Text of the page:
Sometimes, like right now, I question whether I should write a post or not. My reasons vary. Recently I dropped an "F-bomb" in my bikini wax post and I worried it would offend the Internet. (You know … the Internet with all the porn on it? That Internet!) I couldn't think of a more adequate word to use in that post, however, so I didn't edit the word out. I often decide against posts that mention my kids because they are teens. It is hard enough to be a teen without having their lives written about and published for all eternity on the world-wide-web. I think of it as my Writing Filter … what I feel comfortable sharing with the world, and what I do not. I try to do better with my Writing Filter than I do with my Mouth Filter.
In reality, I wasn't born with the best Mouth Filter. You know … the filter between the brain and mouth that keeps you from blurting out things when all humanity would be better off if you kept your mouth shut? I don't have a very good filter. (For those of you who know me personally, please stop nodding your head in agreement!) The thought in my brain is often out of my mouth without hesitation. The positive aspect of this is people always know where they stand with me. I love my friends for life, but if they piss me off they know it. I do think that this characteristic will keep me ulcer free. In addition, I also freely tell the people I care about that I do indeed adore them … and I mean it. One thing I am not, is fake. You will never hear me implying I like or care about someone if I don't.
So it is with a little trepidation that I make a confession today. You, Internet, may condemn me for it. I may have, possibly, violated my two boy's privacy by reading what friends wrote in their yearbooks. Some of you who are parents will be thinking, "What's wrong with that?" Others of you will be ashamed of me for not respecting their privacy. Both boys said I could look at their yearbooks, but did they expect me to read what their friends wrote? I don't think so. Would they want me writing about it?
The most difficult part was reading RC's. He is 17, has just finished his Junior year of high school, and he is quite social. I held my breath as I read the full page inscription from a girl he has dated frequently. She was flirty, she told him to have "fun, but not too much fun" without her while she is traveling this summer. She added how happy she is now that they've done "everything" together. And everything was in quotes. "Dear God," I prayed, "Please let her not end up pregnant!" Did she mean everything when she wrote "everything"? Maybe she meant some things when she wrote "everything"? (Head-in-Sand-Head-in-Sand-Head-in-Sand!!)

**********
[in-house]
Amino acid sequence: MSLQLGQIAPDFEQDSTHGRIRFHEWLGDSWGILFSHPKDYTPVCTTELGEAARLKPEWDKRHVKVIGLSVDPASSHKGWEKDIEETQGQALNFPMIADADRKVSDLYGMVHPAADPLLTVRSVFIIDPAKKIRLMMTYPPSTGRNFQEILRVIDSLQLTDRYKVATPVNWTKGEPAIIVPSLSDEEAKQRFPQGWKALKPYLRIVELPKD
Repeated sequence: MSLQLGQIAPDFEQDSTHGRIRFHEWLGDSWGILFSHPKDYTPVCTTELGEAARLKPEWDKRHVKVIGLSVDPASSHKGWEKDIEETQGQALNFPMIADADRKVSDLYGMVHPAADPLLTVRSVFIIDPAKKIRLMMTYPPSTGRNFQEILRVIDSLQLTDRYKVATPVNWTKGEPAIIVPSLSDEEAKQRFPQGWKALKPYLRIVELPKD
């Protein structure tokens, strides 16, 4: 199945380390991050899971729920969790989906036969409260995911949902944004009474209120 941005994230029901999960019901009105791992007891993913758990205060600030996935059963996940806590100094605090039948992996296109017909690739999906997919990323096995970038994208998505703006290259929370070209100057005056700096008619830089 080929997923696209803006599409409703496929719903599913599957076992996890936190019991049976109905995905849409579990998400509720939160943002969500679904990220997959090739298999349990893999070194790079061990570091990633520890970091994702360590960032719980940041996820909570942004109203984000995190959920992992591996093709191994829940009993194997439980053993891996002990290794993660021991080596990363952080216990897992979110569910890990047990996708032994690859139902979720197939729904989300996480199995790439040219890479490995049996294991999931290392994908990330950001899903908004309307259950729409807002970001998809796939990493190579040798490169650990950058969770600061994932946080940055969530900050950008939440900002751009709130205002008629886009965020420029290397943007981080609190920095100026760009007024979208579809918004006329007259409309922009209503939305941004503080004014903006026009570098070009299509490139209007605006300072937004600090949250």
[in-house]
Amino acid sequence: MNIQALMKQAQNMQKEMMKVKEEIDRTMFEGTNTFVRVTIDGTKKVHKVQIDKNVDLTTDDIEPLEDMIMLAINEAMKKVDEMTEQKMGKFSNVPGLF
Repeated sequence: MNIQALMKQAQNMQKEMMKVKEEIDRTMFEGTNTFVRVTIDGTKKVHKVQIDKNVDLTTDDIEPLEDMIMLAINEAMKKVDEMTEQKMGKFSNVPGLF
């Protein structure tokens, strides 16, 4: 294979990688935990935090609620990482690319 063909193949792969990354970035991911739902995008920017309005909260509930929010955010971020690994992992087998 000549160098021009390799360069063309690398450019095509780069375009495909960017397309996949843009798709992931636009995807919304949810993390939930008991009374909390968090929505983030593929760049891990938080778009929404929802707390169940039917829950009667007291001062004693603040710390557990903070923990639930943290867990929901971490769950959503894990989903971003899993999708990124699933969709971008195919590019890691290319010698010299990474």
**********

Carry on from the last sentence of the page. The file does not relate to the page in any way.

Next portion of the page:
More worrisome was the note written by a girl RC has not dated. She went on and on saying how "hot" she thinks he is, she "loves his muscles", he "is so funny", and blah, blah, blah. And then she wrote … "I really hope someday I'll get to mate with you – I mean, date you." Oh … My … God!! I wish I could ask her parents, "Do you have any idea what your 16 year old daughter is saying to 17 year old boys … who, by the way, can think of nothing other than sex 24 hours per day?"
I love men. I really do. Have I ever said to one, "I'd love to mate with you someday?" No, I have not. What do you think, Internet? Do you think most men would turn down an invitation at "mating"? How about a 17 year old boy? How do I, as a mom, teach my hormonal son to turn down offers like that?
Thank goodness I read PR's yearbook second. Having just completed 7th grade, his yearbook inscriptions were much more innocent. The most touching note was written by a male classmate. He is a boy PR played Little League baseball with last year. He wrote, "PR, you are the best baseball player I have ever met in my entire life!!"
Sigh … how I cherish the innocence and wish it could last!